Tuesday, August 23, 2005

When will they let the bulldog out?

Posted by Craig Westover | 10:48 AM |  

In his July 12 Pioneer Press column, my fellow “Right Brother” Mark Yost turned the mainstream media refrain “why they hate us” inside out in looking at military attitude toward press coverage of the Iraq war. Comparing press coverage with correspondence he regularly receives from his military contacts in-country, Yost contrasted reports of those “fighting and dying [that] want to stay and the people who are merely observers [that] want to cut and run.”

I commented on the controversy itself here. This, however, is not another column about whether Yost is right or wrong. It’s about the reaction to Yost’s column from his mainstream media colleagues and the news-consuming public. It’s about why the American public if not outright “hates” the media, certainly distrusts it.

Presenting conflicting views, seeking out controversy -- “news with an attitude” as the Pioneer Press characterizes its style with its bulldog logo -- is a time-honored journalistic tradition. One would think that challenged by Yost, publishers, editors and reporters might have embraced his column as an opportunity to air a discussion on media coverage of the war. To the contrary, Yost’s column ignited a media jihad.

The managing editor of the Columbia Journalism Review posted on the Internet, “I can't wait to see how the KR [Knight Ridder] Washington bureau and the KR Iraq contingent responds to this one!. There he is, guys. Go get him.”

Knight Ridder Washington Editor, Clark Hoyt chided Yost , who “from the distance and safety of St. Paul, Minnesota, presumes to know what's going on in Iraq” better than the hundreds of brave journalists, including his own Knight Ridder colleagues “because his Marine colonel buddy tells him so.”

On the home front, Yost took an incoming hit from his own newsroom. “With your column, you have spat on the copy of the brave men and women who are doing their best in terrible conditions,” said one circulated email that concluded “I am embarrassed to call you my colleague.”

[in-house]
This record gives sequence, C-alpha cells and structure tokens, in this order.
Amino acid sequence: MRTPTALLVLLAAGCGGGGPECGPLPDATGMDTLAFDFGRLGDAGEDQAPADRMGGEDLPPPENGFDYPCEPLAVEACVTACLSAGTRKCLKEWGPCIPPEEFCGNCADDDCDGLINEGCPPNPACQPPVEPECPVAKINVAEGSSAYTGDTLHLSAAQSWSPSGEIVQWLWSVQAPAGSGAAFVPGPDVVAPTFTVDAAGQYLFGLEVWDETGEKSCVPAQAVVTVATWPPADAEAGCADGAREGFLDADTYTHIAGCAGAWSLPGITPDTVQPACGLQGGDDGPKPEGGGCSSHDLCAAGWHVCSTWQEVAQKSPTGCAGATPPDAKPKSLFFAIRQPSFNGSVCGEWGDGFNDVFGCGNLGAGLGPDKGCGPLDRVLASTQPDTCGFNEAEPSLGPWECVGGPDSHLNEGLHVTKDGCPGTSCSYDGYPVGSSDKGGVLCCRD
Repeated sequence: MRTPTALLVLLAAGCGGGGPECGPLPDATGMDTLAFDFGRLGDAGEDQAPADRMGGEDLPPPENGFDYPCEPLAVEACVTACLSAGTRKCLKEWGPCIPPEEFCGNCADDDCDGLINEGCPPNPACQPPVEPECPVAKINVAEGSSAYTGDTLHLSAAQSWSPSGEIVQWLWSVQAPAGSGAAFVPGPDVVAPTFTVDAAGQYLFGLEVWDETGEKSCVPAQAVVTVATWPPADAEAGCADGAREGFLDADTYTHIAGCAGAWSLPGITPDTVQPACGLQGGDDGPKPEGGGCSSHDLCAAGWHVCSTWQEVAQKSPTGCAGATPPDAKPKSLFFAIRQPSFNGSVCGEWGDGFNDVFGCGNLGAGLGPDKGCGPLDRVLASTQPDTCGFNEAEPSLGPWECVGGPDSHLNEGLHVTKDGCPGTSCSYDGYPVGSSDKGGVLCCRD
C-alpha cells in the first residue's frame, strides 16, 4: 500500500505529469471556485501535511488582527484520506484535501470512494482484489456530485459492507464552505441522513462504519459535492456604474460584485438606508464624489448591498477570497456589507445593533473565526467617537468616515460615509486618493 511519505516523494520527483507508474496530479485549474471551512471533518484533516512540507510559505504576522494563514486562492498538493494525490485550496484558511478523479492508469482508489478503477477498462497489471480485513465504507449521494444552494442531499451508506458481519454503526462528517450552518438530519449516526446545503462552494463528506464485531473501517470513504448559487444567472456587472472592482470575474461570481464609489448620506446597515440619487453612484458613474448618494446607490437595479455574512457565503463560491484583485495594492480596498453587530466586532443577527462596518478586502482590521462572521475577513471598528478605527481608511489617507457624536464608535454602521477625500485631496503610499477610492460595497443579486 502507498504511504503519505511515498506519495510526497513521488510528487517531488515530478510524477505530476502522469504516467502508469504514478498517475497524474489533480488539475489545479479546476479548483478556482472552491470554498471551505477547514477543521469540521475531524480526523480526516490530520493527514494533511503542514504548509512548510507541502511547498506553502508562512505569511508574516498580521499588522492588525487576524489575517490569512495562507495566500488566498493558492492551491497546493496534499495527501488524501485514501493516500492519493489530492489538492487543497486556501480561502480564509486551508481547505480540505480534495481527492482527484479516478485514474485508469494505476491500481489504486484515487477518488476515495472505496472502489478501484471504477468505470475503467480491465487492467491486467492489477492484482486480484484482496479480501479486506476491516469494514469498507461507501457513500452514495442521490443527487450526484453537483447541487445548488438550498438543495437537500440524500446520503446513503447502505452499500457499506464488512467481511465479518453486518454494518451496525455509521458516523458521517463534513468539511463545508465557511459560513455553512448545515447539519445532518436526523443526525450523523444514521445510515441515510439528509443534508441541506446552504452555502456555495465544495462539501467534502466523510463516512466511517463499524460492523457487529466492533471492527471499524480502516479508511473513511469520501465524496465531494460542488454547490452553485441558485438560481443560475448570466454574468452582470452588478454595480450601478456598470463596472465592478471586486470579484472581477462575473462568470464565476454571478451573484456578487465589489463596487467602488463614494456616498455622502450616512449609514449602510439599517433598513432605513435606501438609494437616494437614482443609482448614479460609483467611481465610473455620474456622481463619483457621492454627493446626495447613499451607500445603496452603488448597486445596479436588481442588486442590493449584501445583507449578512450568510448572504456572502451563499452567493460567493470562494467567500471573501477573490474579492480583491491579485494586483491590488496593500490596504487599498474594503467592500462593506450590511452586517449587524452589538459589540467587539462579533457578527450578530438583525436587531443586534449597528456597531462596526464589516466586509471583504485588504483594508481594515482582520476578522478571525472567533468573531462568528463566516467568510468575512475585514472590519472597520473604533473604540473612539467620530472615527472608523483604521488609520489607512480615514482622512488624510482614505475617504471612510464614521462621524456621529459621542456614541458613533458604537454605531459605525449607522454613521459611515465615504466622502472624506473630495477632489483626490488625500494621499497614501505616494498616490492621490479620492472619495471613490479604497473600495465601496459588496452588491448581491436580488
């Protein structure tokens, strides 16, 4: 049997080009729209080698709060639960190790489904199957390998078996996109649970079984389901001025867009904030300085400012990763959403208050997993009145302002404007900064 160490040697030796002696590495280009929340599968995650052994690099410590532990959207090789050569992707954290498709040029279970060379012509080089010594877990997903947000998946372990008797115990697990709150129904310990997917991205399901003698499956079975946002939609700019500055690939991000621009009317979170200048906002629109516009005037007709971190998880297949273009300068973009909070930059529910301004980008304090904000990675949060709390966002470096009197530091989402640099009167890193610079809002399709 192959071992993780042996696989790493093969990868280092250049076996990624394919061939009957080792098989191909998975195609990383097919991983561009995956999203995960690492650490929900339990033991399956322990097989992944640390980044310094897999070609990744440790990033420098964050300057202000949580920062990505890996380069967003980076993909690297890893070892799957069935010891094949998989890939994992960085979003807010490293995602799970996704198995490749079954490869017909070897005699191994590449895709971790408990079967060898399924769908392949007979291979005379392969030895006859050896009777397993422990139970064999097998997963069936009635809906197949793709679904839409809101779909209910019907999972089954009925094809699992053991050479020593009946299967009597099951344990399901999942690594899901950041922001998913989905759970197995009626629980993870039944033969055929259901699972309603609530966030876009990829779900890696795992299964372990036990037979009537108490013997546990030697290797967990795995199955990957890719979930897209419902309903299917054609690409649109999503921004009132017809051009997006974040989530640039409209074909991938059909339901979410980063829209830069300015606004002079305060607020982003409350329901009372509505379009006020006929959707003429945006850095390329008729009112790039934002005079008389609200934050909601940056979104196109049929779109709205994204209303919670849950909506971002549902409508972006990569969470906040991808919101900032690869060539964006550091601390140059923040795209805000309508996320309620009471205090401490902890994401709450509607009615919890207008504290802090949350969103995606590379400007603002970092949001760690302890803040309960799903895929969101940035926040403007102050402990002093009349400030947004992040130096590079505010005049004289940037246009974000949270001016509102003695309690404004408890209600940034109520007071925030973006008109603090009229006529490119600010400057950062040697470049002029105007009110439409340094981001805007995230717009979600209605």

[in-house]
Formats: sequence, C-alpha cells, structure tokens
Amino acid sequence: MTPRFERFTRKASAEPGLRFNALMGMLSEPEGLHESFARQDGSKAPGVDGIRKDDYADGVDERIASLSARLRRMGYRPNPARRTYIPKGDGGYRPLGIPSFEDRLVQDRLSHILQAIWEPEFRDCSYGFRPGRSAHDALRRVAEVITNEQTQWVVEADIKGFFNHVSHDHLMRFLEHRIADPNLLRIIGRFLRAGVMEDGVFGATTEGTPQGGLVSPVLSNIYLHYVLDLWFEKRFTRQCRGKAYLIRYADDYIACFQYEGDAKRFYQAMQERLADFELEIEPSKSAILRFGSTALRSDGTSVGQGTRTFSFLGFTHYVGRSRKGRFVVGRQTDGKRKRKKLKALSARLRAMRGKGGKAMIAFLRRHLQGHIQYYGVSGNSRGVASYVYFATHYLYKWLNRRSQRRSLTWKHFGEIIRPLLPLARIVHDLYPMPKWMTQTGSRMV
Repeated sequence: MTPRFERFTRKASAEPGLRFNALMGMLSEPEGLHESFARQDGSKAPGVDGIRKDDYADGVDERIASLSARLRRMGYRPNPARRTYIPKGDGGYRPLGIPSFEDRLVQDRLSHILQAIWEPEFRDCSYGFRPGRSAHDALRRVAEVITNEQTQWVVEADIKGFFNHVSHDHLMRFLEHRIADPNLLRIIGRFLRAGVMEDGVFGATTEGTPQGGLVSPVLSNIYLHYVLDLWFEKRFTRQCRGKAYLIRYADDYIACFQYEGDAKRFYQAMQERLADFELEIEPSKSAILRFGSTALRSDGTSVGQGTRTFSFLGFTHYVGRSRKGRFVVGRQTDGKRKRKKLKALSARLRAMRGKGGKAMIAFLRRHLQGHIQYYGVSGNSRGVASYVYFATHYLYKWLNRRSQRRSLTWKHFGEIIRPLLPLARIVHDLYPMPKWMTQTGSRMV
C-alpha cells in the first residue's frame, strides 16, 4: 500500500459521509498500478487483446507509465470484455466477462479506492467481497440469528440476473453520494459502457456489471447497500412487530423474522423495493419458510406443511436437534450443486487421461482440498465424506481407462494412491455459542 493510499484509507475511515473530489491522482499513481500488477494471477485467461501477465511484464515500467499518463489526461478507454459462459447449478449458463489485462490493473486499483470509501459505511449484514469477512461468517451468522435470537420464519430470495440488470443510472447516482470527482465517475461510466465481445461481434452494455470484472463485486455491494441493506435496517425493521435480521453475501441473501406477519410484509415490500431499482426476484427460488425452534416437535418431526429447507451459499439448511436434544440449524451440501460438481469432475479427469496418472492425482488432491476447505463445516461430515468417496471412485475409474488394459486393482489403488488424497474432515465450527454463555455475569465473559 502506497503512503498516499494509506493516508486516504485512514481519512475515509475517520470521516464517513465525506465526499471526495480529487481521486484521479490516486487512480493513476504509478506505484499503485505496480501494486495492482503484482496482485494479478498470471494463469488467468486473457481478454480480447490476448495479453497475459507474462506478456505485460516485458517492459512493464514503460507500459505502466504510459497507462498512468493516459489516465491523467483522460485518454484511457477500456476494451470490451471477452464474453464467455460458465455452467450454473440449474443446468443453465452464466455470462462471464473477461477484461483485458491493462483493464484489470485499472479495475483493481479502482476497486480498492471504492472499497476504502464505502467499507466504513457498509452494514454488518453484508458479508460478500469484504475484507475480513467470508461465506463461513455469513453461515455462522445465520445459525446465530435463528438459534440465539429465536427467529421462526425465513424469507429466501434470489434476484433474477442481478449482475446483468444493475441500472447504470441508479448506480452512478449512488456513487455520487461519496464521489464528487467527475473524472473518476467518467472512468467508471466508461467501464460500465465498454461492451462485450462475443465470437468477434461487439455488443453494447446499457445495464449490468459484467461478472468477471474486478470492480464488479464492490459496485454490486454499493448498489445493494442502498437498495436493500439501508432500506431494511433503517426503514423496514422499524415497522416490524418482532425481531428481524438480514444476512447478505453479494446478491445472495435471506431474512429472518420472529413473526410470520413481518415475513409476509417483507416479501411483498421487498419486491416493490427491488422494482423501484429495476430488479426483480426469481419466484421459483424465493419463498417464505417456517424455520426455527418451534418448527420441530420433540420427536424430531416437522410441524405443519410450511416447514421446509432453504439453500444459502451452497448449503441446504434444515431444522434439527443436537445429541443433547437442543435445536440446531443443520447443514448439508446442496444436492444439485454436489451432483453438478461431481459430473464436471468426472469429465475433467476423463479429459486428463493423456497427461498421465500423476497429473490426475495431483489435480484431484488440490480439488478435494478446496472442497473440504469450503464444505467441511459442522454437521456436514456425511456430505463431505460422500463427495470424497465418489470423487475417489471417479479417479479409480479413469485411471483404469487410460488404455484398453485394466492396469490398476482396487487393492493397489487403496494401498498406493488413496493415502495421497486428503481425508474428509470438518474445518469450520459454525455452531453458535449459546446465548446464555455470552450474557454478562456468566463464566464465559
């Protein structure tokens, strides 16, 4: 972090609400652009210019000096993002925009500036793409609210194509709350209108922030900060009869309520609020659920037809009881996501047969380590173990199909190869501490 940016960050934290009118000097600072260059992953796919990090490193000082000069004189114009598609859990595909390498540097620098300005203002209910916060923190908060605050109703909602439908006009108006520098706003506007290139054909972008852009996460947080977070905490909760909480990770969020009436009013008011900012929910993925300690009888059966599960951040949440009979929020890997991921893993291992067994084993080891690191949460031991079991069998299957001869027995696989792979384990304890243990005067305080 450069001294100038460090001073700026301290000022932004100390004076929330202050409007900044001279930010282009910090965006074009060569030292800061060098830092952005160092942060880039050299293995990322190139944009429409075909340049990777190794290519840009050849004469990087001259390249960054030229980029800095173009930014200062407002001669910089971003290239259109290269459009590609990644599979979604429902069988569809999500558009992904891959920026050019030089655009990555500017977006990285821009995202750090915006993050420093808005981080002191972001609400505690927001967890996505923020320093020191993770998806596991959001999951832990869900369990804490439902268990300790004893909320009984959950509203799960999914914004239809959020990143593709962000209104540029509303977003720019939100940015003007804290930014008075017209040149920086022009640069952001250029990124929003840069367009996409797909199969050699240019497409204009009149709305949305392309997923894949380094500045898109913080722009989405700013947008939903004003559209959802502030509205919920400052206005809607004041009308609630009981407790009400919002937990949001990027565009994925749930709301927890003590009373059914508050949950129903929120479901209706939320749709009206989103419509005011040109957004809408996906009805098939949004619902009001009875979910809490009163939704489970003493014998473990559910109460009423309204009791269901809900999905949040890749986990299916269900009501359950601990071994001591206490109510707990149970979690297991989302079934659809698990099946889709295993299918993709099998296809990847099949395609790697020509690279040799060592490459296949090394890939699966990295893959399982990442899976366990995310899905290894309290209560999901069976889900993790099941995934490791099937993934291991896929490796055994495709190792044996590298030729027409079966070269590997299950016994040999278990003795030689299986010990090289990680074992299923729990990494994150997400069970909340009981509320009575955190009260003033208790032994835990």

Meanwhile, Yost was receiving hundreds of emails from military men and women stationed in Iraq and around the world, thanking him for speaking up on their behalf.

“You speak the truth!” wrote the founder of CinCHouse.com, a web community for families of servicemen and women. “CNN . . . asked me if I could cry during an interview. . . . . You’re a lone voice in the wilderness, but you’ve obviously struck a chord with millions.”

The Pioneer Press has garnered national and international notoriety for Yost’s work, but you wouldn‘t know it from reading the home town paper. Outside of a couple of letters to the editor, there‘s been nary a word. Controversy close to home has the bulldog cowering quietly next to its dish. Apparent policy is let sleeping dogs lie. A good soldier, Yost pulled out of a CNN interview with Aaron Brown. No follow-up column has appeared since the “Why they hate us” column.

Ironically if not overtly, the Pioneer Press is reacting positively to Yost’s comments. Power Line posted an internal Pioneer Press memo suggested the paper could do a better job by broadening coverage of the war on the home front. The New York Times reports some “healthy” soul-searching at the Associated Press, a major source of Pioneer Press coverage of the war, about whether A.P. articles are really answering the question, “are we making progress in Iraq?”

Agree or disagree with Yost, it is an essential concern when a mainstream media institution backs off a legitimate story only because it is controversial. It raises the specter that other coverage might be tempered by trepidation -- made more relevant the Pioneer Press increases its focus on local issues.

Local is not equivalent to “inconsequential.” Local issues often impact our lives in ways far more critical than the lead stories on FOX or CNN. But if controversy close to home puts a leash on the Pioneer Press bulldog attitude, if it backs away from controversy with real consequences, the capitol city newspaper becomes little more than a daily shopper with a Sunday edition.

I am proud to be Mark Yost’s colleague. I’m proud to be associated with a newspaper with the courage to run a controversial piece that struck a chord with millions. There’s no need to keep the bulldog locked up. Wake him up and let him run.